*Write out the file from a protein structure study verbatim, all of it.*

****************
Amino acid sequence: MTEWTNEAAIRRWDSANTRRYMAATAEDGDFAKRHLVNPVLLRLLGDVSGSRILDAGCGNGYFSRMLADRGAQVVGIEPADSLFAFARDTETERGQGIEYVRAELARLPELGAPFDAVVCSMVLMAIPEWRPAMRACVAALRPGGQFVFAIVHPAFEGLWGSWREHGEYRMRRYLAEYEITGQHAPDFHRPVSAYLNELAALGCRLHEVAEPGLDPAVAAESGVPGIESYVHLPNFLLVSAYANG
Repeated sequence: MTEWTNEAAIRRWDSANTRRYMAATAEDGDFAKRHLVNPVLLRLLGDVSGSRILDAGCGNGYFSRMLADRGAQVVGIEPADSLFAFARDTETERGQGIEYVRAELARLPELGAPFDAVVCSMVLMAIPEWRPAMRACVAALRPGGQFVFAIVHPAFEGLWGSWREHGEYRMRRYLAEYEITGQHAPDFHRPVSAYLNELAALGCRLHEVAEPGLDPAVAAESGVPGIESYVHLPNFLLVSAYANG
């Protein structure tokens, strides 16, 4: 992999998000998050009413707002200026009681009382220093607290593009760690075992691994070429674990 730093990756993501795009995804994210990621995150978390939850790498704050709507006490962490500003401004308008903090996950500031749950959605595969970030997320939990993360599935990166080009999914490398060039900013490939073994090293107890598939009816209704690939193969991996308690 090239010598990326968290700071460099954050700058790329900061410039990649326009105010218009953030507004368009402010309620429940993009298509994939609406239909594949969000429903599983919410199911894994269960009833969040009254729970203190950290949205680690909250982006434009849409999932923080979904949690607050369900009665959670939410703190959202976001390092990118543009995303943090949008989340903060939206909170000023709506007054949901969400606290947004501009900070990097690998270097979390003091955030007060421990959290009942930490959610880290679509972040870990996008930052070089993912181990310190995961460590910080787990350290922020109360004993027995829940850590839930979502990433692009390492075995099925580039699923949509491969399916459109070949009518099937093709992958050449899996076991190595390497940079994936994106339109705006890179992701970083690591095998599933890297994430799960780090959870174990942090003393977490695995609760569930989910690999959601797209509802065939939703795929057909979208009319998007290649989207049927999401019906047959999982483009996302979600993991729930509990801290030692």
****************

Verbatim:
Amino acid sequence: MTEWTNEAAIRRWDSANTRRYMAATAEDGDFAKRHLVNPVLLRLLGDVSGSRILDAGCGNGYFSRMLADRGAQVVGIEPADSLFAFARDTETERGQGIEYVRAELARLPELGAPFDAVVCSMVLMAIPEWRPAMRACVAALRPGGQFVFAIVHPAFEGLWGSWREHGEYRMRRYLAEYEITGQHAPDFHRPVSAYLNELAALGCRLHEVAEPGLDPAVAAESGVPGIESYVHLPNFLLVSAYANG
Repeated sequence: MTEWTNEAAIRRWDSANTRRYMAATAEDGDFAKRHLVNPVLLRLLGDVSGSRILDAGCGNGYFSRMLADRGAQVVGIEPADSLFAFARDTETERGQGIEYVRAELARLPELGAPFDAVVCSMVLMAIPEWRPAMRACVAALRPGGQFVFAIVHPAFEGLWGSWREHGEYRMRRYLAEYEITGQHAPDFHRPVSAYLNELAALGCRLHEVAEPGLDPAVAAESGVPGIESYVHLPNFLLVSAYANG
């Protein structure tokens, strides 16, 4: 992999998000998050009413707002200026009681009382220093607290593009760690075992691994070429674990 730093990756993501795009995804994210990621995150978390939850790498704050709507006490962490500003401004308008903090996950500031749950959605595969970030997320939990993360599935990166080009999914490398060039900013490939073994090293107890598939009816209704690939193969991996308690 090239010598990326968290700071460099954050700058790329900061410039990649326009105010218009953030507004368009402010309620429940993009298509994939609406239909594949969000429903599983919410199911894994269960009833969040009254729970203190950290949205680690909250982006434009849409999932923080979904949690607050369900009665959670939410703190959202976001390092990118543009995303943090949008989340903060939206909170000023709506007054949901969400606290947004501009900070990097690998270097979390003091955030007060421990959290009942930490959610880290679509972040870990996008930052070089993912181990310190995961460590910080787990350290922020109360004993027995829940850590839930979502990433692009390492075995099925580039699923949509491969399916459109070949009518099937093709992958050449899996076991190595390497940079994936994106339109705006890179992701970083690591095998599933890297994430799960780090959870174990942090003393977490695995609760569930989910690999959601797209509802065939939703795929057909979208009319998007290649989207049927999401019906047959999982483009996302979600993991729930509990801290030692």